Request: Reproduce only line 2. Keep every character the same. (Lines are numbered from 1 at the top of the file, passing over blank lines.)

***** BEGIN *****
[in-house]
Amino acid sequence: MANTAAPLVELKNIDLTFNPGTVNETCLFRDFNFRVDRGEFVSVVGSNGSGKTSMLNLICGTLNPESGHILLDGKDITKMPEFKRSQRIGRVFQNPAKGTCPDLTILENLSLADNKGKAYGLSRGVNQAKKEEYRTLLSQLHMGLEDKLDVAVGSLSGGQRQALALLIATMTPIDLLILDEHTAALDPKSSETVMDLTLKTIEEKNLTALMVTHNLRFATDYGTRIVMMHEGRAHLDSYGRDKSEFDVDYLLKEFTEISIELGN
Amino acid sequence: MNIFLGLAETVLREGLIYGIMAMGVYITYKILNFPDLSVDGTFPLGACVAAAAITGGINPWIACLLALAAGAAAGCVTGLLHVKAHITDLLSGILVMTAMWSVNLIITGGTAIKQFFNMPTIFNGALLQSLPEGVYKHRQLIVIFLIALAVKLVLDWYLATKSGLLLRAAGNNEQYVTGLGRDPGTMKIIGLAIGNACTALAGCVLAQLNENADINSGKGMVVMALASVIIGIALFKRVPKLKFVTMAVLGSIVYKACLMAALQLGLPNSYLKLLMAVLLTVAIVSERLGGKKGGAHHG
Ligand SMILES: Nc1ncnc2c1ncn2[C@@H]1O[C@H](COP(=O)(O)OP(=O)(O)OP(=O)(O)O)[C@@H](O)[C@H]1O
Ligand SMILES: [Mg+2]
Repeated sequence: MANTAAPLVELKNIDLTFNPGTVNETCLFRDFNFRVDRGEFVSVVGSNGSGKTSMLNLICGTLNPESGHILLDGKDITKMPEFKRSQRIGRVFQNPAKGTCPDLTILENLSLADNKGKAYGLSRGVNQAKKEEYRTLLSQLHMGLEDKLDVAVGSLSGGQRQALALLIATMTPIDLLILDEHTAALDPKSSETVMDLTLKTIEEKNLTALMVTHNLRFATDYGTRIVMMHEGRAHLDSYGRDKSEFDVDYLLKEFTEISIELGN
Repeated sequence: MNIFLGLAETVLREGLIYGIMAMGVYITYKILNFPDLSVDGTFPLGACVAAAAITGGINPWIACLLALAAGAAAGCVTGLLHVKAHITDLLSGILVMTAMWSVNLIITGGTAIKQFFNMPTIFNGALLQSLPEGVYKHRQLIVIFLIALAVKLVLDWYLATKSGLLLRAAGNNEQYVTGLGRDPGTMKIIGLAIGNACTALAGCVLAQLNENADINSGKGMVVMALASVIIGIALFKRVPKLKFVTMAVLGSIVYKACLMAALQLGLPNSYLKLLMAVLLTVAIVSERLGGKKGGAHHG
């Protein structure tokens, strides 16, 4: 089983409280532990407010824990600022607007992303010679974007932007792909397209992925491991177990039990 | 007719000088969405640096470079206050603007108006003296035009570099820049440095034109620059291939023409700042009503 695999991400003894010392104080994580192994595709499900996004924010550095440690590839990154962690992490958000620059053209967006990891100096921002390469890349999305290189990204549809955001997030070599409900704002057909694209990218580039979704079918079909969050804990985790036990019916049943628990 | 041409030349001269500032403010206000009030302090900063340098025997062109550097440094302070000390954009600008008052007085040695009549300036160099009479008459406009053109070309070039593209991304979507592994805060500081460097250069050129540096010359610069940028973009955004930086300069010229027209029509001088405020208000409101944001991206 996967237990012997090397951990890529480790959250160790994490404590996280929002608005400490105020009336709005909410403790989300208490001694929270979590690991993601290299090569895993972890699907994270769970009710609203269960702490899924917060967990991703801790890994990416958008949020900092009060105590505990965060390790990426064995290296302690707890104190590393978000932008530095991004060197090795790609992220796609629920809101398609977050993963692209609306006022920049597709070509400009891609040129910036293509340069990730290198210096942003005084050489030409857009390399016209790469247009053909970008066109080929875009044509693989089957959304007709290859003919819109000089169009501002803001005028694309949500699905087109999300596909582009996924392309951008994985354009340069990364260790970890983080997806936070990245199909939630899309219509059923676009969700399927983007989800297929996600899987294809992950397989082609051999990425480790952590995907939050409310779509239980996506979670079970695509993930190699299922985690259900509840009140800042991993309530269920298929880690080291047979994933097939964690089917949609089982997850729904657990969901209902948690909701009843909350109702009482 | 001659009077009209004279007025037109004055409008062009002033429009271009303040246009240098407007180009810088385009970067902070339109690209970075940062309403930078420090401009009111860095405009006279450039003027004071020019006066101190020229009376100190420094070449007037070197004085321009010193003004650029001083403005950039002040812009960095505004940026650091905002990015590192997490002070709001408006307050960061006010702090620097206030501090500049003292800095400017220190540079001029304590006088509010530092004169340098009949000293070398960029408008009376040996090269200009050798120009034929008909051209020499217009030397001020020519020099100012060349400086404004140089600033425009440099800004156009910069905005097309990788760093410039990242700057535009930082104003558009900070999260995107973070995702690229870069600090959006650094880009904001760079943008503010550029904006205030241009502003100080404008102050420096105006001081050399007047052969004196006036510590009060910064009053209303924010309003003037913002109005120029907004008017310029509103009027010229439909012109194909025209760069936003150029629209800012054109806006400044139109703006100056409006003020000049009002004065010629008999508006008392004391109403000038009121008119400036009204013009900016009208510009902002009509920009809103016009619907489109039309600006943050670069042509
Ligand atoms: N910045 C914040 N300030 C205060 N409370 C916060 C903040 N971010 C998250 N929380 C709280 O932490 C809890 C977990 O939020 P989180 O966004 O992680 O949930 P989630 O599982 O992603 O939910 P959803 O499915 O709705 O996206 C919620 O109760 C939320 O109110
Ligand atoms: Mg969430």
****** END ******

Amino acid sequence: MANTAAPLVELKNIDLTFNPGTVNETCLFRDFNFRVDRGEFVSVVGSNGSGKTSMLNLICGTLNPESGHILLDGKDITKMPEFKRSQRIGRVFQNPAKGTCPDLTILENLSLADNKGKAYGLSRGVNQAKKEEYRTLLSQLHMGLEDKLDVAVGSLSGGQRQALALLIATMTPIDLLILDEHTAALDPKSSETVMDLTLKTIEEKNLTALMVTHNLRFATDYGTRIVMMHEGRAHLDSYGRDKSEFDVDYLLKEFTEISIELGN